A11233 Light naval craft covering the landing during the Combined Operations
daylight raid on Dieppe. MGB 321 is in the foreground whilst submarine chaser
Q 014 can be seen in the middle distance. Lt. L. Pelman, Royal Navy official
photographer, Admiralty Official Collection, Imperial War Museum (IWM)

H22612 The Dieppe shoreline viewed from a landing craft as it approached;
fires are burning visibly in the hinterland as a result of the naval and aerial
bombardment. Captain W.T. Lockeyear, War Office official photographer,
War Office Second World War OFFICIAL COLLECTION (IWM)

The story continues:

Many stories and acts of heroism have been told and will be retold over and over again. Officers and men of the British Army, Commandos, Royal Marines, American Rangers, Canadian Essex Scottish, Canadian Engineers, Queen's Own Cameron Highlanders, Hamilton Light Infantry, Fusiliers Mont Royal and the Royal Regiment of Canada, Black Watch, were all involved in this raid.

The perilous honour of the raid fell mainly to the Canadian Army and the Royal Navy, but members of the Naval team from Canada had a share. Training was not sufficiently advanced for the Canadians to operate as separate Flotillas when the Dieppe expedition sailed from Portsmouth, Shoreham and Newhaven on the night of August 18th; but among the British Landing Craft fifteen Canadian Officers and fifty-five Ratings were distributed.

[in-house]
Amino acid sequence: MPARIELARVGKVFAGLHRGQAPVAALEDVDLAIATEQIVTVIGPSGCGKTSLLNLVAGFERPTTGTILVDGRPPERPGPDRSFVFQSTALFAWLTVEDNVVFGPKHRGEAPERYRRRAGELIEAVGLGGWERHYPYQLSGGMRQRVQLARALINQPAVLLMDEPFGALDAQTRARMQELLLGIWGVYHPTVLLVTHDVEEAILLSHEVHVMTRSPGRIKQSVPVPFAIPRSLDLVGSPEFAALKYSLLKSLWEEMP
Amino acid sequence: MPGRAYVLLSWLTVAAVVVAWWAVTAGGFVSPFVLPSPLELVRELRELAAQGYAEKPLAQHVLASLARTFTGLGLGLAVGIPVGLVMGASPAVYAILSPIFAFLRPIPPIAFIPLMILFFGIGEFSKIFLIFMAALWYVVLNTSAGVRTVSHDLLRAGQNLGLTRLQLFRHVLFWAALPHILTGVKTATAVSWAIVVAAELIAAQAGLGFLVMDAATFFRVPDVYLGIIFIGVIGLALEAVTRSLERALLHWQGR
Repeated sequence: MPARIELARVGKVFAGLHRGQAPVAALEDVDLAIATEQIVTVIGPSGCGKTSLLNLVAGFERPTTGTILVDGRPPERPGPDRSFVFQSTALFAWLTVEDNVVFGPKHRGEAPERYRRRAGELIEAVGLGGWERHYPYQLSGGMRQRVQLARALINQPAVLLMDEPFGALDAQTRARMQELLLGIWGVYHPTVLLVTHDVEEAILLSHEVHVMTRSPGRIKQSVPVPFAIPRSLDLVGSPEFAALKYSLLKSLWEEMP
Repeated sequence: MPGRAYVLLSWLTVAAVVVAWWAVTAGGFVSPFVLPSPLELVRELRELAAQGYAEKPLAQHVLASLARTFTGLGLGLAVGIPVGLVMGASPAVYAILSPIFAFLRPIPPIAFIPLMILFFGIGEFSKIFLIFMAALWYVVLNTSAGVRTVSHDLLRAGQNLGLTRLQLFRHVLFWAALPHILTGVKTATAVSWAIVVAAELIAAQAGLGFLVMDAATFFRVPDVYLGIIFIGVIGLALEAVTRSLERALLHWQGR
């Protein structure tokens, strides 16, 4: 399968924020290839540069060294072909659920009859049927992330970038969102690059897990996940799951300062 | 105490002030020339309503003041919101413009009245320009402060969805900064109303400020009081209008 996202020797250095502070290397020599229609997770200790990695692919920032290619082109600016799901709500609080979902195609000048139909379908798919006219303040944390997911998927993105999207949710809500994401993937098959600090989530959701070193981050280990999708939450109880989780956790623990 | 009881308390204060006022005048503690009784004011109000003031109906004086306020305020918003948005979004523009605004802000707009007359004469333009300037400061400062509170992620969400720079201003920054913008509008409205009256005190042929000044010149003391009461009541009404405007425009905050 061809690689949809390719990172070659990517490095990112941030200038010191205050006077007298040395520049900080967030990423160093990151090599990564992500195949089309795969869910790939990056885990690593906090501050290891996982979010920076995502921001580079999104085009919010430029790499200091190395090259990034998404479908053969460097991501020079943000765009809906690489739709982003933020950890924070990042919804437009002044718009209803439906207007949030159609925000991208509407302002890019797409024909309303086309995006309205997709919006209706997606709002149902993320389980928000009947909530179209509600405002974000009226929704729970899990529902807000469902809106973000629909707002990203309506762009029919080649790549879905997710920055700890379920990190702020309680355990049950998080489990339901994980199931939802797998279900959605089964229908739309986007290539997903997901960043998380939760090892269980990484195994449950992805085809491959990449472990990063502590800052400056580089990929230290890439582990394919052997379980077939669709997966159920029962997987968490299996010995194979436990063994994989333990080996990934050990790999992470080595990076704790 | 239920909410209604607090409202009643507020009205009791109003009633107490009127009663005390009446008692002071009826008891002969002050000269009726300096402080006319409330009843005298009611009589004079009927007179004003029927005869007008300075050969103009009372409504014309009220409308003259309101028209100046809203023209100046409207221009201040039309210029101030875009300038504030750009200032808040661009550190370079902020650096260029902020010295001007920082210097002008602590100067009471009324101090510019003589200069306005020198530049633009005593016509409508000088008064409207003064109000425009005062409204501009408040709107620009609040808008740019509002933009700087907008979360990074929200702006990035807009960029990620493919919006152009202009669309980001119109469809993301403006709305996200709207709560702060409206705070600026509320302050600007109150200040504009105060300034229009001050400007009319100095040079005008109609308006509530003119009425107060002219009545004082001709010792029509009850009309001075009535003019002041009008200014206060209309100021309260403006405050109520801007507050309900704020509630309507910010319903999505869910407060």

Sub-Lieutenant C.D. Wallace was the first Canadian casualty. He was killed in the dark hours of the morning, when the Flotillas on the extreme left flank of the assault made the fatal encounter with a German convoy.

Photo and details as found in St. Nazaire to Singapore:
The Canadian Amphibious War, Volume 1, Page 60

The story continues:

Lt. J. E. Koyl, a Canadian who was to figure in many happier landings, was boat Officer of a Flotilla which included thirty-three Canadians. It left its parent ship, "Duke of Wellington", at 0334. As the craft neared the beach shortly after five, they came under heavy fire from shore.
They managed to land their three platoons of the Canadian Black Watch near Puys; but as they were withdrawing the British Flotilla Officer was seriously wounded and Lt. Koyl took charge. Continuing seaward, he transferred the wounded Officer to a British destroyer, and about 1200 when the evacuation of the beach was ordered, led his craft in again through heavy fire from shore and attack from the air. Before he could beach, however, he was ordered to turn back. German batteries were laying down a curtain of steel that made evacuation an impossibility.